NVIDIA today announced the GeForce RTX 3060 Ti, stating that the new cut-down Ampere card competes with the GeForce RTX 2080 Super while coming in at a 35K INR or US$ 399 price point.
A year ago, a card at this price, offering this level of performance and value additions like ray-tracing and DLSS would have been a very compelling buy. The problem with that proposition?
Such a card already exists: the GeForce RTX 2070 Super. The GeForce RTX 2070 Super launched at roughly 40,000 INR, only slightly higher than the GeForce RTX 3060 Ti. We fully expect to see AIB models of the GeForce RTX 3060 Ti that cost as much or more than reference GeForce RTX 2070 Supers. The 2070 Super (also) offered GeForce GTX 1080 Ti levels of performance, along with support for NVIDIA’s RTX ray-tracing tech and DLSS.
As a Turing card, it also featured somewhat better overclocking headroom than what we’ve seen so far from Ampere. Going by the performance gap between the GeForce RTX 2080 Super and the GeForce RTX 2070 Super, we’re looking at a 10-15 percent performance delta between the GeForce RTX 2070 Super and the GeForce RTX 3060 Ti. That is if NVIDIA’s claims of GeForce RTX 2080 Super-beating performance actually pan out. In practice, the “2080 Ti-beating” GeForce RTX 3070 frequently delivers worse results in rasterized workloads, for instance.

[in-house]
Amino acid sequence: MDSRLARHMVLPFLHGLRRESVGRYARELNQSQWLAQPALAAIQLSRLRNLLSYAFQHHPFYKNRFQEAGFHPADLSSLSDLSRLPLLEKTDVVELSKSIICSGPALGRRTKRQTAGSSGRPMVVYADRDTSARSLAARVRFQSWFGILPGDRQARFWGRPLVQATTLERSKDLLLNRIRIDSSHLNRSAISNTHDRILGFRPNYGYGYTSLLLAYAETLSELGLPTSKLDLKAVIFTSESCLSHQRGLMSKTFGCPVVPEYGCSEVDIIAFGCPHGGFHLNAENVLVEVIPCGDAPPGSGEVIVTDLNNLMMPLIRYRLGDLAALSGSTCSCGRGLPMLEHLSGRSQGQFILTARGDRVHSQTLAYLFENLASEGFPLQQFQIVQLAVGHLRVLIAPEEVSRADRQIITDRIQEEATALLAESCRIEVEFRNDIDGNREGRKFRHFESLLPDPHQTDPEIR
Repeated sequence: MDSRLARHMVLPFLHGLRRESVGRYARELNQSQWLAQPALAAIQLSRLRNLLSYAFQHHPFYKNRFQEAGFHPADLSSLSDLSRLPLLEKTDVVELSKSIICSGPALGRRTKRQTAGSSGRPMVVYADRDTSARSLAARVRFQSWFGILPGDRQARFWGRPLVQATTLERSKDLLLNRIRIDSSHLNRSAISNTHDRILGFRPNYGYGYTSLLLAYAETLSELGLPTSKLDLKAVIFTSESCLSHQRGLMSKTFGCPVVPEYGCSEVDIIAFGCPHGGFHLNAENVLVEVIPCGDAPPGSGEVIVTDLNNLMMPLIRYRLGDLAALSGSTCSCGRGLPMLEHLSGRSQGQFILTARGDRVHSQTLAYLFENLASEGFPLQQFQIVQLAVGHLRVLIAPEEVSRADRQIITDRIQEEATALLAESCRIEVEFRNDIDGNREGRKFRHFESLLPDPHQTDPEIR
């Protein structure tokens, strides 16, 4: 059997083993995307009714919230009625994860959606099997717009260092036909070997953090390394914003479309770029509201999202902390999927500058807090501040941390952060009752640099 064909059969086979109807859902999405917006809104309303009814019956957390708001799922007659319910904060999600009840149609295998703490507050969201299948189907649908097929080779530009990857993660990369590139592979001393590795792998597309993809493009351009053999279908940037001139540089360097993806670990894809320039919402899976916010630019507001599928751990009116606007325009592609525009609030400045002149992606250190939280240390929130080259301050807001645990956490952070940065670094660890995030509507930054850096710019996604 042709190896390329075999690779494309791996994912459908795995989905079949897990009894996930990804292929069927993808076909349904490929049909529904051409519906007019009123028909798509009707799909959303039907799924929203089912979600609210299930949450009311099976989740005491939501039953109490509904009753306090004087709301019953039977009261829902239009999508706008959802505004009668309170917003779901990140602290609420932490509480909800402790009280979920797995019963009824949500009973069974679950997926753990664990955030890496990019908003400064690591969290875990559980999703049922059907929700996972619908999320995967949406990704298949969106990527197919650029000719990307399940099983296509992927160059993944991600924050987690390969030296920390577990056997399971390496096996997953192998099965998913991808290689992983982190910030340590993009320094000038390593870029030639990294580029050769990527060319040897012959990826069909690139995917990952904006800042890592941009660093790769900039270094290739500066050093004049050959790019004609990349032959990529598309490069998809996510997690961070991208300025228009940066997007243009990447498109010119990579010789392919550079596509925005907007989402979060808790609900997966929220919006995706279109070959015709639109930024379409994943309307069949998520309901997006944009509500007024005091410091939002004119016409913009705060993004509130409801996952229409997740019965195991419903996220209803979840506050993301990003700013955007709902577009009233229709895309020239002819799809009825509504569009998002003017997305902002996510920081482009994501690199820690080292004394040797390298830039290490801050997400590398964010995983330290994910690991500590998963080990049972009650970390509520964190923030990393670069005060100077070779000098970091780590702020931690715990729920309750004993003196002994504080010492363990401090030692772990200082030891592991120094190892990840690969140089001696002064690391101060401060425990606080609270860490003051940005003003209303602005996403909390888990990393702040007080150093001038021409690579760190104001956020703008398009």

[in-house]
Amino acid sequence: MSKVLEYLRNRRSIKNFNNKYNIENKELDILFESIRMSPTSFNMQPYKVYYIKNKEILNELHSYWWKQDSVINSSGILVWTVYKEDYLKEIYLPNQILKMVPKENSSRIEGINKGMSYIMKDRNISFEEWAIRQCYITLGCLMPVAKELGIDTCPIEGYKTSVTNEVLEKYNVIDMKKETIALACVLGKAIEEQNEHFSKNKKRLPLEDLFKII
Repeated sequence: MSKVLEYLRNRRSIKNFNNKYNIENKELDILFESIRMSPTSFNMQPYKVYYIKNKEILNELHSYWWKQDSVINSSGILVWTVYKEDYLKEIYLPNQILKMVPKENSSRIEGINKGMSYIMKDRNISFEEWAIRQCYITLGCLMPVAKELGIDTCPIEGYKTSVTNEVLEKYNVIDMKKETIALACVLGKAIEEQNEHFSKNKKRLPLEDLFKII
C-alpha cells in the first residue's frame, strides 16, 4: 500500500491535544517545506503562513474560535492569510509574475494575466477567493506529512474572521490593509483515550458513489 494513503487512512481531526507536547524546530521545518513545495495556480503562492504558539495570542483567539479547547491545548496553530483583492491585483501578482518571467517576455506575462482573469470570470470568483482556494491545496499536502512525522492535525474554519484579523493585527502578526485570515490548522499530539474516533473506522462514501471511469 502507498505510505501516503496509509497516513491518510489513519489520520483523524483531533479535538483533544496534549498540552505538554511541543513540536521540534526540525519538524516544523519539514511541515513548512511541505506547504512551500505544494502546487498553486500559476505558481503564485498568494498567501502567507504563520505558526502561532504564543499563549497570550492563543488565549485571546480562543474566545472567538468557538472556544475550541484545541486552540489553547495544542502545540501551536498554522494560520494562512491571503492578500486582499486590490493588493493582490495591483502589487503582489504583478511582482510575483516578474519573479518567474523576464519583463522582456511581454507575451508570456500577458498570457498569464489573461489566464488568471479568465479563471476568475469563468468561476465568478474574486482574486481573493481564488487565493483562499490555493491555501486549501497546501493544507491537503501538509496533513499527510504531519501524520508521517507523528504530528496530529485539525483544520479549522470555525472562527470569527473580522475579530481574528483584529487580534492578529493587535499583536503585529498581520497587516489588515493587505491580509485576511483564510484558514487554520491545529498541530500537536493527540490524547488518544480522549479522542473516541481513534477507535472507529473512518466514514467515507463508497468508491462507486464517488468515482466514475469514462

All this paints the GeForce RTX 3060 Ti as a singularly uninteresting card. In a world where top-end Ampere and Big Navi turned price-performance expectations over on the head at the high end, the GeForce RTX 3060 Ti is more or less a re-run of the GeForce RTX 2070 Super. The extra VRAM (unofficial estimates place it at 12GB) could be useful and the mild bump to raster performance means a more refined overall experience relative to the GeForce RTX 2070 Super. But still, this fundamentally last year’s card, struggling to justify itself in a market price-performance champions have emerged once again.